ERIC Number: ED407531
Record Type: RIE
Publication Date: 1997-Feb
Reference Count: N/A
Student Assessment in School-to-Work Systems. Resource Bulletin.
National School-to-Work Opportunities Office, Washington, DC.
Assessing the impact of participation in school-to-work systems on student performance allows practitioners to determine whether their system is providing young people with the skills required for academic and lifelong success. School-to-work assessment systems focus on three key areas: academic, broad workplace, and specific occupational skills. Development of effective student assessment mechanisms requires strong connections between the education and employment communities. Student assessment in a school-to-work system necessitates student credentials or certificates that are portable and recognized across industries, institutions, and regions. A variety of outcome measurements may be used to assess the impact of school-to-work participation on student performance. Multiple forms of assessment may be used to determine whether young people possess core academic competencies and the ability to translate those skills into practice. Assessment systems should also include ways to document/certify the academic and workplace competencies that young people have developed through participation in school-to-work system. Three examples of effective student assessment practices are as follows: Oregon's Proficiency-Based Admission Standards System; Project Riverbank in the Oakdale Joint Union High School District in Riverbank, California; and Omaha Work Keys in Omaha, Nebraska. (Contains 6 references and an annotated list of nine organizations to contact for further assistance regarding student assessment. (MN)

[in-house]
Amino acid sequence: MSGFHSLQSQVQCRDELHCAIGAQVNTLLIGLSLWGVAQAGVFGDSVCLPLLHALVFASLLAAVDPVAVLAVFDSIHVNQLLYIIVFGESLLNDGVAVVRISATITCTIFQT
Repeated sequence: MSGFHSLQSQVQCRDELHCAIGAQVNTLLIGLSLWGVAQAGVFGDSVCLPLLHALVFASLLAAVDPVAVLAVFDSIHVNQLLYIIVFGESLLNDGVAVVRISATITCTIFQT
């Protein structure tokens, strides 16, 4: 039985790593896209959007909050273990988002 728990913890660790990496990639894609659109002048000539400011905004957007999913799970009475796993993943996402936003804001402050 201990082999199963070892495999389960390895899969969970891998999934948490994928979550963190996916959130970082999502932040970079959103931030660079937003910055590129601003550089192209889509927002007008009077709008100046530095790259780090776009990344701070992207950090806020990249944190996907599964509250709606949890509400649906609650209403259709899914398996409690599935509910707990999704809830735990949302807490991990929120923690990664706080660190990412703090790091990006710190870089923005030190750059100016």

Descriptors: Academic Education, Annotated Bibliographies, Education Work Relationship, Educational Practices, Employment Qualifications, Evaluation Methods, Job Skills, Nonprofit Organizations, Performance Based Assessment, Secondary Education, Student Evaluation, Systems Approach, Vocational Education
National School-to-Work Office, 400 Virginia Avenue, S.W., Room 210, Washington, DC 20024; 800-251-7236; fax: 202-401-6211; World Wide Web: http://www.stw.ed.gov.
Publication Type: Information Analyses
Education Level: N/A
Authoring Institution: National School-to-Work Opportunities Office, Washington, DC.